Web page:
Gliding from side to side, water-skier Ashley Stevens goes 32 miles an hour on Lake Okeeheelee as she practices for this week’s GOODE National Water Ski Championships at Okeeheelee Park.
A Wellington resident, Stevens was destined to be a water-skier. She comes from a long line of professional water-skiers, from her mother Judy Stevens to her grandfather George Stojanovich, both of whom still ski.
Water-skiing is not just a sport for Stevens; it’s a family activity. The entire family competes in water-ski competitions, and they are known for being a water-skiing family. “She was one-and-a-half when I put her on my skis with me,” Ashley’s mother said. “She got on her own skis when she was about 2 or 3 years old.”
For Stevens, nothing is more exciting than skiing. “I like the feeling of it, especially when I jump or go over a wake,” she said. “I like being in the air, and I like completing a new course.”
Stevens has been competing in water-ski competitions since she was 7, and since then won several competitions. Now at 14 years old, she is competing in this week’s GOODE National Water Ski Championships along with the nation’s top water-skiers.
Stevens is one of a few athletes from Wellington competing in the competition, and received the chance to participate after winning second place in the southern regional competition, for which she practiced diligently. “I practice at least five days a week,” she said. “It all depends on how busy I am.”
This month, Stevens will be starting her first year at Palm Beach Central High School and has to continue balancing schoolwork and water-ski practice. “Schoolwork always comes first. Then I can ski for the rest of the day, which I always do,” she said.
Stevens did not expect to perform as well as she did in the southern regional competition. “It was so windy, and nobody was doing their best,” she said. “I just went out there and did what I love to do, and did not really care about how well I did; I just did it.”
The competition consists of a slalom course, in which the boat is timed to go right down the center of a course with six balls on the outside of the course. In order to get a perfect score, the competitor has to successfully weave through the course. “She first has to go through the entrance gate, around six balls, out through the exit gate, and then that’s a full pass,” Stojanovich said.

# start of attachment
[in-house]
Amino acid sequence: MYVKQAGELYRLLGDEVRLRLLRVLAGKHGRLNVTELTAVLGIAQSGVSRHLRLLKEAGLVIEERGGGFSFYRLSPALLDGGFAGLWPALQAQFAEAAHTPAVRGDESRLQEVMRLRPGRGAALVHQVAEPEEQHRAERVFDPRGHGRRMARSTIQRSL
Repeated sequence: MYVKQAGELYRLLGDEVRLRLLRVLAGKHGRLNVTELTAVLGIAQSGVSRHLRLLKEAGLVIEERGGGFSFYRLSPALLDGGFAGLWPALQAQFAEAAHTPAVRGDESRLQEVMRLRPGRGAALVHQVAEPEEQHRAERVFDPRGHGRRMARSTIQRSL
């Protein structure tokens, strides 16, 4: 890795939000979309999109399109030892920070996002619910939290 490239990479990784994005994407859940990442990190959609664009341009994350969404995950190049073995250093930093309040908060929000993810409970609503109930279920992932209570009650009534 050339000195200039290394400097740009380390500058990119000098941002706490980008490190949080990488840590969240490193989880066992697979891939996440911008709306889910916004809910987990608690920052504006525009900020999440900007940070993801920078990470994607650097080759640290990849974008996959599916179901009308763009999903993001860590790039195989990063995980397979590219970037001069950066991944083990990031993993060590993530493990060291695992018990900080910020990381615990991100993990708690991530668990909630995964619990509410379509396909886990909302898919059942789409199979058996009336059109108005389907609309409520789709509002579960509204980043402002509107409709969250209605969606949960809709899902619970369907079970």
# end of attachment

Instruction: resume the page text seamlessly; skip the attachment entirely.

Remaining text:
Each course gets more difficult as the competition goes on. “They either increase the speed of the boat or the rope gets shorter and shorter,” Stevens said.
Stevens grew up around water-skiing professionals and learned the art of the sport from a very young age. Her grandfather ran a water-ski school in Michigan, and her mother has been competing in national water-ski competitions for many years. “My husband does barefooting on a world level, so it really is in the family,” Judy said.
Throughout the year, Stevens competes in various water-ski competitions. “We do between six and 10 a year,” Judy said. “It’s a short season, which starts after school is out and ends right before it begins.”
Stevens spends most of her time competing and practicing, and her family is with her throughout the entire time. “It’s a lot of weekends, and Wednesday night tournaments,” Judy said.
Stevens is thankful to have her family out there with her. “I’m happy they are there helping me get to my goal,” she said. “They are supporting me every step of the way, and are not forcing me to do anything. I’m just having fun.”
The feeling Stevens gets while skiing out on the water is indescribable, she said. “You don’t have any gravity to you, and I do have some control, but I definitely don’t have all of it,” she said. “There are a lot of factors like the wind that also affect my performance, and you have to know how to handle every one out there.”
Above: Ashley Stevens with her mother Judy and grandfather George Stojanovich.